This story is part of a series of profiles the Ventura County Office of Education is presenting about outstanding graduating seniors in the Class of 2023.
Joey Hazlett was diagnosed with autism in sixth grade. “It makes it so that my brain is kind of running nonstop,” he says. “Even when I’m trying to stop thinking, my brain just comes up with something new to think about and it makes me hyper-focused on stuff.”
Joey’s analytical way of thinking also impacted his social interactions, leading to difficulties in school where he often felt misunderstood and out of place. Joey’s mom Johnna says all that changed when he was referred to Triton Academy in Camarillo. The school operated by the Ventura County Office of Education focuses on serving kids on the autism spectrum.
Johnna remembers one time when Triton teacher Nathan Dybvig assigned students to list all the roads between two points on a map. Joey followed the directions precisely and listed only roads, but not streets, avenues or drives. Joey became upset that his answer wasn’t what the teacher wanted. But instead of blaming Joey, Mr. Dybvig took responsibility for not giving more specific instructions. “From that very first day I realized we were in a different place than we had been before,” Johnna says. “We were finally at a place that understood what Joey needed and how his brain worked and how to work with him.”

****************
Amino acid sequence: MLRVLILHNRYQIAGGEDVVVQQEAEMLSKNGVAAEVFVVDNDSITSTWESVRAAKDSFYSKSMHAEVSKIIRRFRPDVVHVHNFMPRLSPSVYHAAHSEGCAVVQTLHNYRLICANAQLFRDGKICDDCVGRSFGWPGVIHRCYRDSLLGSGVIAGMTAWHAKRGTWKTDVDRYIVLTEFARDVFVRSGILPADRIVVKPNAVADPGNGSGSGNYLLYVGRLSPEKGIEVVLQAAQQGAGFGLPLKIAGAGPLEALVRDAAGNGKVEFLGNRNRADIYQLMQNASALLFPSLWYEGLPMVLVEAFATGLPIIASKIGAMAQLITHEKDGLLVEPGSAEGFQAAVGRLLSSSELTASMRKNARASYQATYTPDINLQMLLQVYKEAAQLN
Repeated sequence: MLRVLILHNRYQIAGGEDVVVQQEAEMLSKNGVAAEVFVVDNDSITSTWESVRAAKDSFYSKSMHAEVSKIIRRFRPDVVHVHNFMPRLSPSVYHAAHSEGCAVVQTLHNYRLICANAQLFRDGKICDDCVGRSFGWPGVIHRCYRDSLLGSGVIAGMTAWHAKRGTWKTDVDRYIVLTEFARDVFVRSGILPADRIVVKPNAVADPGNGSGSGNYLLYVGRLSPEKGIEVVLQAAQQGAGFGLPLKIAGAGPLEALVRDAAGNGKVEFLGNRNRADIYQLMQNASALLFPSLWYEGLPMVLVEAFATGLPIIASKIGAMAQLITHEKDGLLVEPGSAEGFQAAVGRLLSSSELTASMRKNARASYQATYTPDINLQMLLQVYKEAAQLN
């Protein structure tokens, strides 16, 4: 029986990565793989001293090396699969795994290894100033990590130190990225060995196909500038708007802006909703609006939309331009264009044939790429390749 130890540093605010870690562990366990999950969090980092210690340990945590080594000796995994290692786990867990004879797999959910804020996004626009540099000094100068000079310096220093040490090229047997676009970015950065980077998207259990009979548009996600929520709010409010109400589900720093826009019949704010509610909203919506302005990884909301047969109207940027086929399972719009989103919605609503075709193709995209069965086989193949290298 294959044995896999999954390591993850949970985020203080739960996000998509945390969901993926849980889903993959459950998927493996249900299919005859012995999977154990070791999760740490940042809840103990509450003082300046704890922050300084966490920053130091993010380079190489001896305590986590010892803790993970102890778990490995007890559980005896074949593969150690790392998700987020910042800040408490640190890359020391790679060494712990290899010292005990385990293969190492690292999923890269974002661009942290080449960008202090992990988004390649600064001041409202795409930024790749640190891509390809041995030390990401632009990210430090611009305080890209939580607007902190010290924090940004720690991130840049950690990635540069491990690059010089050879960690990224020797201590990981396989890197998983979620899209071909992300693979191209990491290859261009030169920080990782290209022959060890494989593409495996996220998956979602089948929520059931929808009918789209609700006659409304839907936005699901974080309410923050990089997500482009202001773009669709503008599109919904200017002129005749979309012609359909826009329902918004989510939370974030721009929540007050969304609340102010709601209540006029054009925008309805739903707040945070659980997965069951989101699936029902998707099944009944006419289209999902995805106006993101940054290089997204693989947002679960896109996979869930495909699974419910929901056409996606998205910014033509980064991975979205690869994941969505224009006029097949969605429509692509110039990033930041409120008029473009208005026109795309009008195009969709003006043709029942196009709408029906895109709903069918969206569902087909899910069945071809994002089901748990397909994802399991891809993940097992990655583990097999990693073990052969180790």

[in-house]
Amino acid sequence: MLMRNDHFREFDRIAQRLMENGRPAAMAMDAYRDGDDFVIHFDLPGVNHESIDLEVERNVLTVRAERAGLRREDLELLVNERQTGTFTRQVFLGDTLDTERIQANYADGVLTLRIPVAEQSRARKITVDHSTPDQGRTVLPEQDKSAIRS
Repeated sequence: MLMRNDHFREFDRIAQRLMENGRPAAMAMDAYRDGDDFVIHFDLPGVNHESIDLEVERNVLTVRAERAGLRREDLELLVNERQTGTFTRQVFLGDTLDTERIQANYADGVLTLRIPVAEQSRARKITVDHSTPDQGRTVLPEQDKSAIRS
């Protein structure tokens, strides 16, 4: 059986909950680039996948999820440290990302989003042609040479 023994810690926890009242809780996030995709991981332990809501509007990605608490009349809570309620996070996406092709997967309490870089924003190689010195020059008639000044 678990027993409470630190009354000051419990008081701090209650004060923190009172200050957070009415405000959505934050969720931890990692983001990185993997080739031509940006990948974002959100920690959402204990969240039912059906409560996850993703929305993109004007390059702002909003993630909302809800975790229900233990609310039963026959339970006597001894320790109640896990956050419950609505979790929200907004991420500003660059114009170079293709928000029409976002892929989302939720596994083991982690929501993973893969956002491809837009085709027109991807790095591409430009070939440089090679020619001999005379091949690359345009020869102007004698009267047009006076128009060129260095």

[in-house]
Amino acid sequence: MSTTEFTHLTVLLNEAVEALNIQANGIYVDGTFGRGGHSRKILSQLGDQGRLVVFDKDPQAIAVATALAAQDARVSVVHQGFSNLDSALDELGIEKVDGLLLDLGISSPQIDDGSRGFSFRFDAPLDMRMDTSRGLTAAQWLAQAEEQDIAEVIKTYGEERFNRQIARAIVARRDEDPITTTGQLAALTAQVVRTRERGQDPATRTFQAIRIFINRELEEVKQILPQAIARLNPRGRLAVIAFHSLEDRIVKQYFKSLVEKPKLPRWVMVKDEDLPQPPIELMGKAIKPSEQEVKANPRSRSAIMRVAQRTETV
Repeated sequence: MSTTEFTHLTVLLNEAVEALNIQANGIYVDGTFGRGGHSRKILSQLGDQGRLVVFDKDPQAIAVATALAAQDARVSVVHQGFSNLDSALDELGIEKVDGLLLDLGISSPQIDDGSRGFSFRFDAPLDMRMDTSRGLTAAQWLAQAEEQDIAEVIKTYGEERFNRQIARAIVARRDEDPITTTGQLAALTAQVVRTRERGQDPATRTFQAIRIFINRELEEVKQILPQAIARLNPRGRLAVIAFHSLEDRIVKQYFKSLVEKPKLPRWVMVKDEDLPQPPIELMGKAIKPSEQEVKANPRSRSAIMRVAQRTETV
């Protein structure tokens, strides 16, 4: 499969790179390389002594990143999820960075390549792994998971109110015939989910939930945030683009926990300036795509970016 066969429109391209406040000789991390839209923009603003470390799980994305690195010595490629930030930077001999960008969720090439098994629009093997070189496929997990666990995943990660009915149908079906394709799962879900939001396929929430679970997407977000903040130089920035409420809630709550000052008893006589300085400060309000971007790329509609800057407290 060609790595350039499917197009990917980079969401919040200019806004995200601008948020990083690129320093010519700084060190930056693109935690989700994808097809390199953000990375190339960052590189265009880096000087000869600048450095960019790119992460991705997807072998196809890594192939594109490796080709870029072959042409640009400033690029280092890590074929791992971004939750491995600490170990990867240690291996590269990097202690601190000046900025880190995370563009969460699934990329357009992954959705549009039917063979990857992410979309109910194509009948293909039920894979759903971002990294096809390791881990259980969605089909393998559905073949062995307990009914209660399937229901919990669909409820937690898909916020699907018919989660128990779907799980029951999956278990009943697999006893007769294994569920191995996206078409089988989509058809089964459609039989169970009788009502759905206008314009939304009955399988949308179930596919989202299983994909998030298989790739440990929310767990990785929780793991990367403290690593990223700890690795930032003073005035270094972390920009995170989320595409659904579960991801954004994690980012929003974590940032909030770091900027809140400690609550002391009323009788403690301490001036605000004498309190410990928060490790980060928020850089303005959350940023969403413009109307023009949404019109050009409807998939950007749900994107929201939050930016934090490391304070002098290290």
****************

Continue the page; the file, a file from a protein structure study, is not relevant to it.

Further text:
Joey says the teachers and staff at Triton have made a real difference in his life. “Ms. Wilson really understands me and is super helpful. Mr. Castaniero (Triton’s principal) is nice because he goes from class to class saying hi to people rather than just being in his office all day. And Mr. Dybvig really understands and adapts to each kid.”
Joey says it’s a surreal feeling knowing he’s about to graduate from high school. “It feels like just a week ago that I came to this school,” he says. “I do feel good that I’ve managed to get my diploma.” Joey has already taken a few online courses at Moorpark College and plans to enroll at Cuesta College in San Luis Obispo. He has a knack for technology and hopes to start a career in IT, helping people with their computers.
When it comes to autism, Joey wants people to know that it truly is a spectrum. “Autism isn’t one thing,” he says. “Some kids have more trouble than others. Everybody’s different.”
With her son about to graduate, Johnna has nothing but gratitude for the people at Triton Academy who helped him reach this milestone. “When I look at my son now, he’s confident, he’s understood, he’s successful, he’s thriving,” she says. “The magic for me is in the people and everything they bring every day to help my son be the best that he can be.”